How will changes in supermarkets impact food manufacturers?

29th March 2018

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Unless you're a food manufacturer that sells direct-to-consumer, the health of your business may well be heavily tied to the fortunes of the retailers that sell your food. The first quarter of the year has delivered a fair amount of news on this topic, signalling changes that will affect Australian food manufacturers.

Aussie Farmers Direct goes into administration

First was the news that direct-to-door grocery subscription service offered by Aussie Farmers Direct (AFD) would be ending, as the company was going into administration.

AFD said in a statement that they can no longer compete with the two major supermarkets and the mass of cheap imported produce. Some former franchisees, however, dispute this explanation, telling news.com.au that ill-considered expansion plans into non-perishables, among other things, contributing more to the company's downfall.

The closure of Aussie Farmers Direct is bad news for local food manufacturers.The closure of Aussie Farmers Direct is bad news for local food manufacturers.

Whatever the root cause, it's bad news for local food manufacturers. The loss of a sales channel - unless it's quickly replaced with a superior one - can only ever be a bad thing.

Coles announces shift away from price-based marketing

Not all the news, however, has been negative. Coles recently announced that they would be changing the metrics on which they attempt to compete with other large supermarket chains in Australia. Price will no longer be what they focus on in their marketing efforts, instead shifting to highlight sustainability, local produce and community.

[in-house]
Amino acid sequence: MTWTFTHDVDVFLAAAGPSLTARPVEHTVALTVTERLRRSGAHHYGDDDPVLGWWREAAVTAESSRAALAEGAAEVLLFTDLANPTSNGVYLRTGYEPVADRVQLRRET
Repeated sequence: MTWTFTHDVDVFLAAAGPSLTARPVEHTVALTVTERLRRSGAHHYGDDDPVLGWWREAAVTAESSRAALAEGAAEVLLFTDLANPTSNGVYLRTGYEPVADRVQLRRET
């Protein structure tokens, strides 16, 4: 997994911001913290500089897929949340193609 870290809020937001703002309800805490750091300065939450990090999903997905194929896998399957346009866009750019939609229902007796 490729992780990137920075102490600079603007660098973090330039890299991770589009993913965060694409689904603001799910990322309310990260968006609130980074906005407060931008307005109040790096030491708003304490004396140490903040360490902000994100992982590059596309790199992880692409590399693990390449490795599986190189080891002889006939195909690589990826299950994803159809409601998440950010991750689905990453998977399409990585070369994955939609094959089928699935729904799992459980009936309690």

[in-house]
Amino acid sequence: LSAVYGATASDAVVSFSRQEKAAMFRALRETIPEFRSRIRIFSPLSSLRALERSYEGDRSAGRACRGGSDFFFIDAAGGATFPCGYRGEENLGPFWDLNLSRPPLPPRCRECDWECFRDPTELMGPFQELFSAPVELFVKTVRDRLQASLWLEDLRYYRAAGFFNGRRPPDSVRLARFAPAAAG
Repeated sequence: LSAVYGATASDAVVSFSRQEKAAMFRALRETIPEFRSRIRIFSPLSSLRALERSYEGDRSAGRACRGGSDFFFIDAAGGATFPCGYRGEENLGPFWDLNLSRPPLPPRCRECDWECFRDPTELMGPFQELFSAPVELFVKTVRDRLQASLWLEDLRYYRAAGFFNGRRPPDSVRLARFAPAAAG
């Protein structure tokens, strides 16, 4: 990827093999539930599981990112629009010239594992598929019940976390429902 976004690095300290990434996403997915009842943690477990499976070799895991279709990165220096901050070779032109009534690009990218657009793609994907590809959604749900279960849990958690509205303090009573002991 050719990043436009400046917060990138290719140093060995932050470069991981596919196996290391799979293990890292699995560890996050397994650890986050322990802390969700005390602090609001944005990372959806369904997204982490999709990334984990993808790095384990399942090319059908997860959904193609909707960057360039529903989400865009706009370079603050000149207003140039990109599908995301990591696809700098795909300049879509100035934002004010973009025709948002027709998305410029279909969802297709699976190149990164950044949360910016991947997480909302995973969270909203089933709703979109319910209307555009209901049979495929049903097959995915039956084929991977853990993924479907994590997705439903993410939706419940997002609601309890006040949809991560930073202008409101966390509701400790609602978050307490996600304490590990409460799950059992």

One of the first shots fired in the price wars was the announcement from Coles in 2011 that they'd be lowering the price of their own-brand milk to A$1. Woolworths responded in kind, and since that time price has been the defining factor around which the two giants battled. Yet the potential end of the price wars is fantastic news for smaller food producers in Australia. If forced to compete directly on price, many of the smaller manufacturers in Australia would simply be unable to survive.

Local manufacturers should take a leaf from Coles's book and highlight the local element of their products. The latest research from Roy Morgan on the subject shows that 88.1 per cent of Australians are more likely to purchase locally-made food products.

To find out more about how Advanced Business Manager's software offerings can help you better manage your food manufacturing operation, contact us today.